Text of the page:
Noah Syndergaard, Dallas Kuechel and Zack Greinke could all be had this offseason, but outside of acquiring all three, the Rockies cannot catch the Dodgers. Instead, the team should focus on the continued development of Freeland and Marquez, along with the rehabilitation of Gray from one of his worst seasons.

Bringing in a free agent like Kuechel would make sense given his high-groundball tendencies and postseason experience that the Rockies’ young arms lack.


The batting orders of the two NL West titans is where things get more interesting.

Led by the breakout of Max Muncy and comeback seasons of Yasiel Puig and Matt Kemp, the Dodgers posed a threat throughout their lineup last year. With the addition of Manny Machado and Brian Dozier at the deadline now being mute, however, the lineup is set to take a hit.

The Machado acquisition figures to be offset to a degree by the renewal of shortstop Corey Seager who is coming off of Tommy John Surgery.

As well as losing Machado and Dozier, the Dodgers figure to lose production from players that are returning as well.

Already 28 years old, Muncy figures to regress. As a hitter that struggled to reach the Mendoza line for his career in the majors, last year’s .263/.391/.582 slash line across 481 plate appearances is anomalous. Yes, the former Oakland Athletic changed his swing, but a 29.4-percent home run to fly ball rate is unsustainable.

The only hitters with a higher rate in the majors: NL-MVP Christian Yelich and J.D. Martinez. Muncy is the name that doesn’t belong in that trio.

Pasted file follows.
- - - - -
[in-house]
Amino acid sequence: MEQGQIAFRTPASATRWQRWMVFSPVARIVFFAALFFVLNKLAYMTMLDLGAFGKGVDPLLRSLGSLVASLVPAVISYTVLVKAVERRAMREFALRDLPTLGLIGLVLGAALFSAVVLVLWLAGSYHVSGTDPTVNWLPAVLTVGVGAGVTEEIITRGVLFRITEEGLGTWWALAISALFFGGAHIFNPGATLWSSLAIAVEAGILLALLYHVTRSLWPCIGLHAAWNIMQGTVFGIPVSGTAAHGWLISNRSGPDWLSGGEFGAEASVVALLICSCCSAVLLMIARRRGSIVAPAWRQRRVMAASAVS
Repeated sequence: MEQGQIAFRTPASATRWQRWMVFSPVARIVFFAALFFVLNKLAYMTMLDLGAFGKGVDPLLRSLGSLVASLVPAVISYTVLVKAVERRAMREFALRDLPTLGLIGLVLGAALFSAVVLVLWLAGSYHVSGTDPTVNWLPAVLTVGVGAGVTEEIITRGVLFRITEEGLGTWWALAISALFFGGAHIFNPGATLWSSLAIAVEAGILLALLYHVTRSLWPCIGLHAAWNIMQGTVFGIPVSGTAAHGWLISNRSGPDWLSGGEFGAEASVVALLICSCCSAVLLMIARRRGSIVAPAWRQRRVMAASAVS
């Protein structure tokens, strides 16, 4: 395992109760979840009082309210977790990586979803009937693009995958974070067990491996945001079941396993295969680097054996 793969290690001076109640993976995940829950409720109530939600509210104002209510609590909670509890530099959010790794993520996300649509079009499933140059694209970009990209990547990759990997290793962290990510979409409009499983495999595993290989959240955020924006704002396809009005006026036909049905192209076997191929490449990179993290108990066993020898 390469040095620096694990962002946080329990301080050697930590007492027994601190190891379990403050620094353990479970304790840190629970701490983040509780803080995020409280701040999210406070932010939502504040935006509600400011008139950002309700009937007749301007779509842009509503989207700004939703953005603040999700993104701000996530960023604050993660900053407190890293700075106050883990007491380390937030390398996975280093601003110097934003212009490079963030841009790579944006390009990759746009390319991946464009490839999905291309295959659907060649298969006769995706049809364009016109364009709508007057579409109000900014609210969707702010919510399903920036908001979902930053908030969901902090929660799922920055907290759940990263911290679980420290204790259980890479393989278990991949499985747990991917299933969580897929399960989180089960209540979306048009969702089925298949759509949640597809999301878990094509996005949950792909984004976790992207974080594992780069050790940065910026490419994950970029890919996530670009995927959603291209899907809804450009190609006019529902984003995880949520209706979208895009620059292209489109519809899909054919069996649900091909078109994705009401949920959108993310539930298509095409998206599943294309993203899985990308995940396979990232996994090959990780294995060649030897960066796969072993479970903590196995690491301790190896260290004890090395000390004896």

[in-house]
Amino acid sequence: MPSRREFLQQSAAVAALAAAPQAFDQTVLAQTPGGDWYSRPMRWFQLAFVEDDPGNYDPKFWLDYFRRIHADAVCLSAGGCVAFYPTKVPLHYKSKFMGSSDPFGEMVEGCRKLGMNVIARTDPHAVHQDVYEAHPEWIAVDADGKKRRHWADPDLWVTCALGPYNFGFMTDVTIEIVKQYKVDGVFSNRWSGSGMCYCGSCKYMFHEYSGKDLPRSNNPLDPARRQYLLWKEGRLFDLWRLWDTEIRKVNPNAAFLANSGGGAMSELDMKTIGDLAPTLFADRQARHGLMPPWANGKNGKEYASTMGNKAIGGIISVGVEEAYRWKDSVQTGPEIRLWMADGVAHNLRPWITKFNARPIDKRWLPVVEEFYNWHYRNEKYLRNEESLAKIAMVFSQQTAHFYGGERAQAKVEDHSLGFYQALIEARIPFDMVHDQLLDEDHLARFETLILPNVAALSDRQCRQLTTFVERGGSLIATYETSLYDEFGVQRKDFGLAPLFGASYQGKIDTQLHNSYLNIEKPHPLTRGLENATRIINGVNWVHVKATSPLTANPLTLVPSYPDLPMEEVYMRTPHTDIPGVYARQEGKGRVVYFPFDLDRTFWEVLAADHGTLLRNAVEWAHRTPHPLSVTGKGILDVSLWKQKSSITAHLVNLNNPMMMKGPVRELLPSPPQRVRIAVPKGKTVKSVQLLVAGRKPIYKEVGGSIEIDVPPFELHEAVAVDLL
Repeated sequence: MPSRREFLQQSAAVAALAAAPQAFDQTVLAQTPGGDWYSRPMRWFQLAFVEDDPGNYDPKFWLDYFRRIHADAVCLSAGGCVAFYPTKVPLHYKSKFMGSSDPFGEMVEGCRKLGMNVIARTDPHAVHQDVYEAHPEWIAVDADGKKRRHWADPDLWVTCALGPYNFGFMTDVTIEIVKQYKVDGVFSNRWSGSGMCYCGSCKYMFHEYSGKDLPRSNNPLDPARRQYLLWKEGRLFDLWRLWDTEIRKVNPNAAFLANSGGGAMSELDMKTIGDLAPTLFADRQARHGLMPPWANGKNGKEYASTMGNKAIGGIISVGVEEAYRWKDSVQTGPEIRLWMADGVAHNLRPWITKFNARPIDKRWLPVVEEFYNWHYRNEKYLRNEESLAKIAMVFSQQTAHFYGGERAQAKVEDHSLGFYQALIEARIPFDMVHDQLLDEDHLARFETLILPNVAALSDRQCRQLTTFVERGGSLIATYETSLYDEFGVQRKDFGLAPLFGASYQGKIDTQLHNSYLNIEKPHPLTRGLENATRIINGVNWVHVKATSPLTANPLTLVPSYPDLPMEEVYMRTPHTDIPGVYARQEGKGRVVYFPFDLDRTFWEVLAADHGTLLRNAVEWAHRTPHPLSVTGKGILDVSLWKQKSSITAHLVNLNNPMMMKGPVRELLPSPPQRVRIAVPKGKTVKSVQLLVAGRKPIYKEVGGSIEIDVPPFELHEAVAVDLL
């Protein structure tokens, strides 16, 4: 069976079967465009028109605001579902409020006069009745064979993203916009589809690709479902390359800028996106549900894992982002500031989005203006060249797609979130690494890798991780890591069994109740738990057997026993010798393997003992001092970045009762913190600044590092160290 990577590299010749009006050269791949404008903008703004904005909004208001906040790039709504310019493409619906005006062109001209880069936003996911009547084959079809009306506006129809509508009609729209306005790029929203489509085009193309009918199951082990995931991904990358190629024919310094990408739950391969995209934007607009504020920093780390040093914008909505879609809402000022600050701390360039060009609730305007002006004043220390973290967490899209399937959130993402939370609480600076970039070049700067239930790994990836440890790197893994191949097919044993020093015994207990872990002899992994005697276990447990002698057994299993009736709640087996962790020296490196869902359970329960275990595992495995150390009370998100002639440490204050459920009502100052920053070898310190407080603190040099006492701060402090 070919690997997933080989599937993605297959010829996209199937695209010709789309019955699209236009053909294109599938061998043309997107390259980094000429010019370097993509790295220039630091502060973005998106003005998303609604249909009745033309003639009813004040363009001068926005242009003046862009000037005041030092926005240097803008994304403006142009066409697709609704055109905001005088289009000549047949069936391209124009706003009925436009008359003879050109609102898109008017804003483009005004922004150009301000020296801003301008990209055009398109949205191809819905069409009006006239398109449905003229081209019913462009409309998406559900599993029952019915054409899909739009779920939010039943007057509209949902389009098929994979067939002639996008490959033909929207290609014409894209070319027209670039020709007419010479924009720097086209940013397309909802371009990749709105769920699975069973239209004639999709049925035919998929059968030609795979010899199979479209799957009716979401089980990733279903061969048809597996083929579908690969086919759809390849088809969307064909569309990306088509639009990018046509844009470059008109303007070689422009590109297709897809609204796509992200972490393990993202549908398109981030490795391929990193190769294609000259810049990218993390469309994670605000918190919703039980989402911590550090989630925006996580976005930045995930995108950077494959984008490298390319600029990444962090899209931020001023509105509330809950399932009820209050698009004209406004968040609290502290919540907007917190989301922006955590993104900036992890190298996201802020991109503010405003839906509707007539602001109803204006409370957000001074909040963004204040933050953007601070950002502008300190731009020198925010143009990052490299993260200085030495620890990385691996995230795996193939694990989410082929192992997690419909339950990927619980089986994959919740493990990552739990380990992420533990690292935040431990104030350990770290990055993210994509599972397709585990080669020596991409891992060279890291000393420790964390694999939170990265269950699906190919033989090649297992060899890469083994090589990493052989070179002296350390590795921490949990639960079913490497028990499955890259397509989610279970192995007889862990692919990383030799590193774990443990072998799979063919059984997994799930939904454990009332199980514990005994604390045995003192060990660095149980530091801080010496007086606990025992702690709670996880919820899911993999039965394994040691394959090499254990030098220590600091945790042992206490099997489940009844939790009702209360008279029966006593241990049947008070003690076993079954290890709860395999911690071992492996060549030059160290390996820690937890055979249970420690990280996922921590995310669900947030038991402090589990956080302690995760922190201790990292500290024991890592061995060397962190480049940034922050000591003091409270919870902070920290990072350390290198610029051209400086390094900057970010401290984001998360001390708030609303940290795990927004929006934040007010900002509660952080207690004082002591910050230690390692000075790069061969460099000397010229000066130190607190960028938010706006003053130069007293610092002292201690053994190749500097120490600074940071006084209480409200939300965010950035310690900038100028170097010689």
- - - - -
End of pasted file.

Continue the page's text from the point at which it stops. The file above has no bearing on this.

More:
Kemp, who fell apart in the second half of last year figures to see similar regression.

The opposite is true for the Rockies, mainly in leadoff hitter Charlie Blackmon.

After finishing fifth in 2017 NL MVP voting, Blackmon regressed greatly last year. The problem was not in the strikeout or walk tendencies as both stayed similar, rather, a back injury and various other ailments played a role.

A healthy offseason figures to allow Blackmon to get back to his hard-hitting ways atop the Rockies’ lineup. regardless, the Dodgers still hold the current edge.

Edge: Dodgers

Solution: The Rockies have several avenues they could take this offseason as far as hitting goes.

The Diamondbacks and Chicago White Sox are both exploring moves for their star first basemen in Goldschmidt and Jose Abreu. Both could be had by the Rockies as rentals for the upcoming year, likely without the inclusion of top youngsters Brendan Rodgers or Riley Pint.

Free agents like Daniel Murphy and A.J. Pollock are also likely on the Rockies’ radar as holes in their outfield and first base slots loom large.

A lineup constructed of Pollock at the top, with Blackmon sliding to the second spot, followed by Nolan Arenado and one of the three aforementioned first base targets in the cleanup spot would be a large upgrade.

Finding a solution to their catching woes in one of the various catchers on the market, and a full season from David Dahl will also pay dividends.

The road to beating the Dodgers won’t start on the mound, but overcoming their conference foes in their lineup and developing starters to hold steady against their stable of arms is.

An NL-West crown is very possible next year.